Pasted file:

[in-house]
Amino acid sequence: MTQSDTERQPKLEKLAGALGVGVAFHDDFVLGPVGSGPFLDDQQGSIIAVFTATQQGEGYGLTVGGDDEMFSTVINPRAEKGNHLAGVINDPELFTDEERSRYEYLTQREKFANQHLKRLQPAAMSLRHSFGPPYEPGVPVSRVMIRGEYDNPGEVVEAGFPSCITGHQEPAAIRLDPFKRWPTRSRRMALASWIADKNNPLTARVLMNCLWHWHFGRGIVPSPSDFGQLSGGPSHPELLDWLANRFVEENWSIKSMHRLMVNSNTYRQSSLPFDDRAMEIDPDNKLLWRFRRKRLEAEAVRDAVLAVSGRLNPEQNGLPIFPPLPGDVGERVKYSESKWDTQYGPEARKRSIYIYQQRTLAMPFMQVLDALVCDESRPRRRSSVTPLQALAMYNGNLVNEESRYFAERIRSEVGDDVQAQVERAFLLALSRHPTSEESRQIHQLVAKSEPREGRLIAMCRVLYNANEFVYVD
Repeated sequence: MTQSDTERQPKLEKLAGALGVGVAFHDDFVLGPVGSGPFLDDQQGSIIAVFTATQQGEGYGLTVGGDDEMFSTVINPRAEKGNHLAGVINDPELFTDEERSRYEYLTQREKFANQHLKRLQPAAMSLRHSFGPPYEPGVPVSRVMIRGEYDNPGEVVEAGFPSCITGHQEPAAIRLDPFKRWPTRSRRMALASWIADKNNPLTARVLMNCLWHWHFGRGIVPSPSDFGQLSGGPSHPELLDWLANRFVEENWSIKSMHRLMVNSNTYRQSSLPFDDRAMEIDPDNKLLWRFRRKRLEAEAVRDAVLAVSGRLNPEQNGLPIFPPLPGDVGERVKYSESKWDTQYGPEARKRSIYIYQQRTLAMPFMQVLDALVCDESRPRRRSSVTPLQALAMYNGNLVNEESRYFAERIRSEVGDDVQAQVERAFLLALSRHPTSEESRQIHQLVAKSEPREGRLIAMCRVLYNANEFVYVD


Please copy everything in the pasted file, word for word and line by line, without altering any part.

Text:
[in-house]
Amino acid sequence: MTQSDTERQPKLEKLAGALGVGVAFHDDFVLGPVGSGPFLDDQQGSIIAVFTATQQGEGYGLTVGGDDEMFSTVINPRAEKGNHLAGVINDPELFTDEERSRYEYLTQREKFANQHLKRLQPAAMSLRHSFGPPYEPGVPVSRVMIRGEYDNPGEVVEAGFPSCITGHQEPAAIRLDPFKRWPTRSRRMALASWIADKNNPLTARVLMNCLWHWHFGRGIVPSPSDFGQLSGGPSHPELLDWLANRFVEENWSIKSMHRLMVNSNTYRQSSLPFDDRAMEIDPDNKLLWRFRRKRLEAEAVRDAVLAVSGRLNPEQNGLPIFPPLPGDVGERVKYSESKWDTQYGPEARKRSIYIYQQRTLAMPFMQVLDALVCDESRPRRRSSVTPLQALAMYNGNLVNEESRYFAERIRSEVGDDVQAQVERAFLLALSRHPTSEESRQIHQLVAKSEPREGRLIAMCRVLYNANEFVYVD
Repeated sequence: MTQSDTERQPKLEKLAGALGVGVAFHDDFVLGPVGSGPFLDDQQGSIIAVFTATQQGEGYGLTVGGDDEMFSTVINPRAEKGNHLAGVINDPELFTDEERSRYEYLTQREKFANQHLKRLQPAAMSLRHSFGPPYEPGVPVSRVMIRGEYDNPGEVVEAGFPSCITGHQEPAAIRLDPFKRWPTRSRRMALASWIADKNNPLTARVLMNCLWHWHFGRGIVPSPSDFGQLSGGPSHPELLDWLANRFVEENWSIKSMHRLMVNSNTYRQSSLPFDDRAMEIDPDNKLLWRFRRKRLEAEAVRDAVLAVSGRLNPEQNGLPIFPPLPGDVGERVKYSESKWDTQYGPEARKRSIYIYQQRTLAMPFMQVLDALVCDESRPRRRSSVTPLQALAMYNGNLVNEESRYFAERIRSEVGDDVQAQVERAFLLALSRHPTSEESRQIHQLVAKSEPREGRLIAMCRVLYNANEFVYVD